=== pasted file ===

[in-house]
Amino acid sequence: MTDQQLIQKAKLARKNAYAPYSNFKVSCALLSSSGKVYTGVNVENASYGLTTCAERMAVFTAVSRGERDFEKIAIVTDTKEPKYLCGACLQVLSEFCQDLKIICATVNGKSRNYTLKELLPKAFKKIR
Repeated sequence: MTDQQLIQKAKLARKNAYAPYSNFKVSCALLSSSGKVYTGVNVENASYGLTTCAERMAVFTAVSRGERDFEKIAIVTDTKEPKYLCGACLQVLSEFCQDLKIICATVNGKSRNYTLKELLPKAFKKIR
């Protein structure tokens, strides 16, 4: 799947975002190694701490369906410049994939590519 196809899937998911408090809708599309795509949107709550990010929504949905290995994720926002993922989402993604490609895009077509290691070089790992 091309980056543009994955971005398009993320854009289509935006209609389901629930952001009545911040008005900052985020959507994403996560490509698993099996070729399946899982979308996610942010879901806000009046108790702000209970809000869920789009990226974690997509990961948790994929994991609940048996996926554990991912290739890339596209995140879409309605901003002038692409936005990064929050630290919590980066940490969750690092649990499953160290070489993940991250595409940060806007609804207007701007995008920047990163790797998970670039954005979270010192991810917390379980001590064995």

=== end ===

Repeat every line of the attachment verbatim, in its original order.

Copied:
[in-house]
Amino acid sequence: MTDQQLIQKAKLARKNAYAPYSNFKVSCALLSSSGKVYTGVNVENASYGLTTCAERMAVFTAVSRGERDFEKIAIVTDTKEPKYLCGACLQVLSEFCQDLKIICATVNGKSRNYTLKELLPKAFKKIR
Repeated sequence: MTDQQLIQKAKLARKNAYAPYSNFKVSCALLSSSGKVYTGVNVENASYGLTTCAERMAVFTAVSRGERDFEKIAIVTDTKEPKYLCGACLQVLSEFCQDLKIICATVNGKSRNYTLKELLPKAFKKIR
């Protein structure tokens, strides 16, 4: 799947975002190694701490369906410049994939590519 196809899937998911408090809708599309795509949107709550990010929504949905290995994720926002993922989402993604490609895009077509290691070089790992 091309980056543009994955971005398009993320854009289509935006209609389901629930952001009545911040008005900052985020959507994403996560490509698993099996070729399946899982979308996610942010879901806000009046108790702000209970809000869920789009990226974690997509990961948790994929994991609940048996996926554990991912290739890339596209995140879409309605901003002038692409936005990064929050630290919590980066940490969750690092649990499953160290070489993940991250595409940060806007609804207007701007995008920047990163790797998970670039954005979270010192991810917390379980001590064995």